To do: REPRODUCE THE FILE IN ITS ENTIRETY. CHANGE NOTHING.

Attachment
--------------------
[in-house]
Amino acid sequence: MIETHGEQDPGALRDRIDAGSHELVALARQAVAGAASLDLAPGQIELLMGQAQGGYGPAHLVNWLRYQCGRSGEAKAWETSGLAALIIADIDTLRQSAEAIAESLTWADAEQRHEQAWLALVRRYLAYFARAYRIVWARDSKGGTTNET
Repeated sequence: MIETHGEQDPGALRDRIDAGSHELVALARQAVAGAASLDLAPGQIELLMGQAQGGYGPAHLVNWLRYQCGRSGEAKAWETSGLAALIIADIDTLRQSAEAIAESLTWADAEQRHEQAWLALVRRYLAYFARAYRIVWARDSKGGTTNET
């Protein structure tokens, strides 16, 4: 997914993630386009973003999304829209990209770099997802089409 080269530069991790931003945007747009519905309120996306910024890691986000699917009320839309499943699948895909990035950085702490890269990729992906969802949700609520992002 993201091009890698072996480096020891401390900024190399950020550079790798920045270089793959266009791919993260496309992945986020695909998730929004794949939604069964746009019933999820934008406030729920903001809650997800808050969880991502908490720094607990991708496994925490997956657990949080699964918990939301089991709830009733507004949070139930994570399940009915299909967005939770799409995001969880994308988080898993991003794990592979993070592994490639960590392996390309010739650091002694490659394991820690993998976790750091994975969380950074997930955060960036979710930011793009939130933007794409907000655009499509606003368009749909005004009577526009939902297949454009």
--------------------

[in-house]
Amino acid sequence: MIETHGEQDPGALRDRIDAGSHELVALARQAVAGAASLDLAPGQIELLMGQAQGGYGPAHLVNWLRYQCGRSGEAKAWETSGLAALIIADIDTLRQSAEAIAESLTWADAEQRHEQAWLALVRRYLAYFARAYRIVWARDSKGGTTNET
Repeated sequence: MIETHGEQDPGALRDRIDAGSHELVALARQAVAGAASLDLAPGQIELLMGQAQGGYGPAHLVNWLRYQCGRSGEAKAWETSGLAALIIADIDTLRQSAEAIAESLTWADAEQRHEQAWLALVRRYLAYFARAYRIVWARDSKGGTTNET
């Protein structure tokens, strides 16, 4: 997914993630386009973003999304829209990209770099997802089409 080269530069991790931003945007747009519905309120996306910024890691986000699917009320839309499943699948895909990035950085702490890269990729992906969802949700609520992002 993201091009890698072996480096020891401390900024190399950020550079790798920045270089793959266009791919993260496309992945986020695909998730929004794949939604069964746009019933999820934008406030729920903001809650997800808050969880991502908490720094607990991708496994925490997956657990949080699964918990939301089991709830009733507004949070139930994570399940009915299909967005939770799409995001969880994308988080898993991003794990592979993070592994490639960590392996390309010739650091002694490659394991820690993998976790750091994975969380950074997930955060960036979710930011793009939130933007794409907000655009499509606003368009749909005004009577526009939902297949454009």